This presentation is based on my PhD research, focusing on the question of how women Twitter users in New Zealand construct political participation. Twenty-five semi-structured interviews were conducted and analysed using thematic reiterative coding. Historical research has tended to be technologically deterministic, and either wholly optimistic or pessimistic about the potential of the online as a political space. Contemporary research into the effect of online use on offline political participation has identified a gap: that the qualitative particularities of political participation online have not been sufficiently researched to provide a nuanced understanding. Further, in a New Zealand context, empirical research has focused on a top-down approach, through political parties and electioneering, with there being almost no research into bottom-up citizen-focused online politics. My findings include a confirmation of international trends around ‘consumerist’ issue-orientated approaches to politics, as well as a flipping of traditional hierarchies towards reading, listening, and discussion. Further, there exists an empathetic imperative amongst my participants, as well as a quite complex approach to social media bubbles and a diversity of voices. Primary relationships and personal experience lenses are prioritised over more traditional rational narratives, and there exists a conscious awareness of New Zealand’s size and networks.

Joshua James
Understanding the Pink Vote in Aotearoa

There is little written on how gay men engage in the electoral process, and this lack of data extends to New Zealand. When speaking to peers about this topic, it was the widely held view that gay men support the Labour Party, as there has been a historic level of support for the queer community from the Labour Party. This study takes a mixed method approach to answer the dual research questions: which political parties do gay men in New Zealand vote for, and why do they vote for those parties? By using data from the New Zealand Values and Attitudes Survey, and the New Zealand Election Survey, this paper shows a broad picture of how gay men vote. Interviews in Auckland, Wellington, and Dunedin are used to expand on this, and to understand why gay men in New Zealand vote, and why they vote the way they do. The results of the interviews and data analysis shows that, despite the assumption that gay men support the Labour Party, the majority of gay men in New Zealand vote for a diverse range of left-wing parties, and vote for parties that most closely align with their own values.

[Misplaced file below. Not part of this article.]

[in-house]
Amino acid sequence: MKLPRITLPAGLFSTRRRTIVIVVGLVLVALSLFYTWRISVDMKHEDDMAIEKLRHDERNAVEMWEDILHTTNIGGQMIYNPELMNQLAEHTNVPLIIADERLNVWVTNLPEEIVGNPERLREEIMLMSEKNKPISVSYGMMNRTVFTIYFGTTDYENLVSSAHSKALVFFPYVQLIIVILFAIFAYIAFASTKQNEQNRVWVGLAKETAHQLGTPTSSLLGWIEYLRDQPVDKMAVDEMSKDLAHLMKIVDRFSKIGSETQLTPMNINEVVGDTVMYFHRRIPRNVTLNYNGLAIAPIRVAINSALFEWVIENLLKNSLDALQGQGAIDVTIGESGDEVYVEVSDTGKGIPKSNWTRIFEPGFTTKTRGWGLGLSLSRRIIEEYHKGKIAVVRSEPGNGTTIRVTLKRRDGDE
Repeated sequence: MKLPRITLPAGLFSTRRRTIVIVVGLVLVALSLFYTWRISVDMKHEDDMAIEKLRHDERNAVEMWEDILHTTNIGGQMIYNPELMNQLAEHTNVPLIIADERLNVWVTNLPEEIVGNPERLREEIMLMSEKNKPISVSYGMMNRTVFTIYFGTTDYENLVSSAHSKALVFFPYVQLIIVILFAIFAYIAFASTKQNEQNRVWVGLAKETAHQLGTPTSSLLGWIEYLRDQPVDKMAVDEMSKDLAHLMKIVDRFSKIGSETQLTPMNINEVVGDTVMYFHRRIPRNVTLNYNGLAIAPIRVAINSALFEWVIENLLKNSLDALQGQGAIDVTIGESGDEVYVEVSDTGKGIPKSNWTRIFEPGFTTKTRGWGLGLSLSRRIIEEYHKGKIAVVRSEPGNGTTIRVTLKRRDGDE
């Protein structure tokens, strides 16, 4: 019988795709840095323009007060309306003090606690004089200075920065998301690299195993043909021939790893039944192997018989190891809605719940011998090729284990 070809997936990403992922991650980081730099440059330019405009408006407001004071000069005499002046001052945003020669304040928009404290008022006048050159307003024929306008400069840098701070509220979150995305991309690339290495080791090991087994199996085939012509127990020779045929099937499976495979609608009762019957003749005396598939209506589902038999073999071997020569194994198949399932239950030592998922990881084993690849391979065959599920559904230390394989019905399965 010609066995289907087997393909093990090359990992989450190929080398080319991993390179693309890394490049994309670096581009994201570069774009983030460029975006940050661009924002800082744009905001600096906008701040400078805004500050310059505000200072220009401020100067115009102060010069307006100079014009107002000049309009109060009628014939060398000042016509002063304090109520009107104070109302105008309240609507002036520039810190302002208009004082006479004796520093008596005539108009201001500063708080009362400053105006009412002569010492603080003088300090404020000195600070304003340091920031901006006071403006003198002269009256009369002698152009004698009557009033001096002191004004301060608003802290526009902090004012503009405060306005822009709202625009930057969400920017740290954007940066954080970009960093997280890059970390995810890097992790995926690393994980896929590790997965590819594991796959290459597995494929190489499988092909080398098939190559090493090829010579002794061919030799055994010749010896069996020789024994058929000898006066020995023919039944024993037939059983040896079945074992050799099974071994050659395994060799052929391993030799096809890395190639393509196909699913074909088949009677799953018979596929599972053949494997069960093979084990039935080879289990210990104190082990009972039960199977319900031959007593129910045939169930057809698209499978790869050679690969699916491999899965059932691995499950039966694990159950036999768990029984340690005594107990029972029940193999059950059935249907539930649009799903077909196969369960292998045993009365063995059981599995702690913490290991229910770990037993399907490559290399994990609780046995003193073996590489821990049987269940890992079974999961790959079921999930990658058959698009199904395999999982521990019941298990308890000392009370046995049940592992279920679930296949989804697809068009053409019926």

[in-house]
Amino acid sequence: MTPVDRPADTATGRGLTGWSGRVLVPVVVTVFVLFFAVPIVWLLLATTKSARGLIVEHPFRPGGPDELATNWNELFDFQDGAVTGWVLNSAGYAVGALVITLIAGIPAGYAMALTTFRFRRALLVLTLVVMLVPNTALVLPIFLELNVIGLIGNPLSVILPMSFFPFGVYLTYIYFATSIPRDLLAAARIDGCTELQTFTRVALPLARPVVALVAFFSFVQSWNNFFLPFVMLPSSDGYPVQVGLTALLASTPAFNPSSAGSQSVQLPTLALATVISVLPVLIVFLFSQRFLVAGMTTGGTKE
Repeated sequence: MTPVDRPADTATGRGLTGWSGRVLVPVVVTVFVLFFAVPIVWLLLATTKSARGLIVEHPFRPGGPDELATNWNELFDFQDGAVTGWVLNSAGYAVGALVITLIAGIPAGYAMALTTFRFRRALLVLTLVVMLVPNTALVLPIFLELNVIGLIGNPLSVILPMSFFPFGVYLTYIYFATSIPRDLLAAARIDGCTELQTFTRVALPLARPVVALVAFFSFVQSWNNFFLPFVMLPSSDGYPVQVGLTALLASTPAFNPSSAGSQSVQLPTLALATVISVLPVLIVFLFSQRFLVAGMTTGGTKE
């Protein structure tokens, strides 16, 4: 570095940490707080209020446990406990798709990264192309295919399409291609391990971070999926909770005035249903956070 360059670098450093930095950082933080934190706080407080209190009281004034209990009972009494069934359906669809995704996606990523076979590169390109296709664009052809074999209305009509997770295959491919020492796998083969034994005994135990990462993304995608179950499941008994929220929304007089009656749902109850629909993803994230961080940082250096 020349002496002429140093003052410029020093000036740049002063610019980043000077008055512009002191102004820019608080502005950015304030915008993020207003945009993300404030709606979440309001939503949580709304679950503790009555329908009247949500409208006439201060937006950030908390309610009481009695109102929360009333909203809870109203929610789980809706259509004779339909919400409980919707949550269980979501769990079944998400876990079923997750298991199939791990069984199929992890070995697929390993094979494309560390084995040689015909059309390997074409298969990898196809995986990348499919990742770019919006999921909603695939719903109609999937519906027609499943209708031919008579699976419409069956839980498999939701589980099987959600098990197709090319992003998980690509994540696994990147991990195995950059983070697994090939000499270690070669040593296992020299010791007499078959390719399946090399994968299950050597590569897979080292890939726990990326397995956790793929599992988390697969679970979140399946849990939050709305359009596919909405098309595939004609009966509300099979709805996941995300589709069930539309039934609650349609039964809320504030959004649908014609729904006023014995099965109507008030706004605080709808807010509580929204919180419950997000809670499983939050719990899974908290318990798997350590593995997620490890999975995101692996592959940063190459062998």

Shirin Brown
Diversity matters: The Local Board experience within Auckland Council

Established in 2010, Auckland Council is by far the largest local government authority in New Zealand, representing over 1.6 million people and 200 different ethnicities. The governance model provides a two tier system where 20 elected councillors and the mayor make regional decisions, and 149 local board members make local decisions. This study seeks to explore the lived experiences of local board members in a context where our communities and elected members are becoming increasingly diverse. For the purpose of this presentation, I draw on selected data from interviews with twenty local board members from across the Auckland region who spoke about how they view success in their role. The participants were chosen to reflect as great a range of diversity of life experience and identity characteristics (such as age, gender and ethnicity) as possible. Interview transcripts were analysed thematically using a relational framework to identify key features of their experience. Initial findings suggest that perceptions of success are dependent on a number of interacting factors resulting from both institutional constraints and personal actions. Of particular interest is the effect that increasing numbers of younger, female and ethnic minority participants has had on the decision-making process.

avatar for Jeremy Moses

Jeremy Moses

University of Canterbury


Sarah Bickerton

Sarah Hendrica Bickerton
avatar for Shirin Brown

Shirin Brown

Auckland University of Technology

Lara Greaves

Lara Greaves
avatar for Joshua James

Joshua James

Research Assistant, University of Otago

Rachel Laird

University of Otago

Chris G Sibley

University of Auckland

Fiona Kate Barlow

University of Queensland

Danny Osborne

University of Auckland

Thursday November 28, 2019 1:30pm - 3:00pm NZDT
E14 Engineering Core